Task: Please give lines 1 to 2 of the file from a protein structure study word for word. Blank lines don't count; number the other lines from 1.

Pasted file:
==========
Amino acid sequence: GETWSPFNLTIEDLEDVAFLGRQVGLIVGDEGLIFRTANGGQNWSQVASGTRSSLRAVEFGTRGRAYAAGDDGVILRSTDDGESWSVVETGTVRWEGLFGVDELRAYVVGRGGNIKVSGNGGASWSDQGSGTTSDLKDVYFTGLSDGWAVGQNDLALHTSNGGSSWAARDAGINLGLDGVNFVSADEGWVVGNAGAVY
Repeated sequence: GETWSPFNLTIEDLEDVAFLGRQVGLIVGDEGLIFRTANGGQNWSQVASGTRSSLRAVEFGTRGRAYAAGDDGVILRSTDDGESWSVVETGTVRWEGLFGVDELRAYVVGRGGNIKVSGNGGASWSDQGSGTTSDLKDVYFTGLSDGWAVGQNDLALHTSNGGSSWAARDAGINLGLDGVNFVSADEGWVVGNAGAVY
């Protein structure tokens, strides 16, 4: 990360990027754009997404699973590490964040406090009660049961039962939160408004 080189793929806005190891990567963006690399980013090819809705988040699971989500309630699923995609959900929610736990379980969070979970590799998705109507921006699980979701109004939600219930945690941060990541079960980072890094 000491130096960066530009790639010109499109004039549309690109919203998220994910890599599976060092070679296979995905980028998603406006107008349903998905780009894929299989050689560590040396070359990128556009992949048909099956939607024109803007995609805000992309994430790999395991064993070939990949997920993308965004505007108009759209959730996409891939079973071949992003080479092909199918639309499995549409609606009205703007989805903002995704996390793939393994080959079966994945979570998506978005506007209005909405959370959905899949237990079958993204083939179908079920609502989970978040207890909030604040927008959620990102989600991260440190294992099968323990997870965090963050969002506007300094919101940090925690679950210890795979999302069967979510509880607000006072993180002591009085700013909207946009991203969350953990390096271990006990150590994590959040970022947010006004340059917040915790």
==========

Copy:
Amino acid sequence: GETWSPFNLTIEDLEDVAFLGRQVGLIVGDEGLIFRTANGGQNWSQVASGTRSSLRAVEFGTRGRAYAAGDDGVILRSTDDGESWSVVETGTVRWEGLFGVDELRAYVVGRGGNIKVSGNGGASWSDQGSGTTSDLKDVYFTGLSDGWAVGQNDLALHTSNGGSSWAARDAGINLGLDGVNFVSADEGWVVGNAGAVY
Repeated sequence: GETWSPFNLTIEDLEDVAFLGRQVGLIVGDEGLIFRTANGGQNWSQVASGTRSSLRAVEFGTRGRAYAAGDDGVILRSTDDGESWSVVETGTVRWEGLFGVDELRAYVVGRGGNIKVSGNGGASWSDQGSGTTSDLKDVYFTGLSDGWAVGQNDLALHTSNGGSSWAARDAGINLGLDGVNFVSADEGWVVGNAGAVY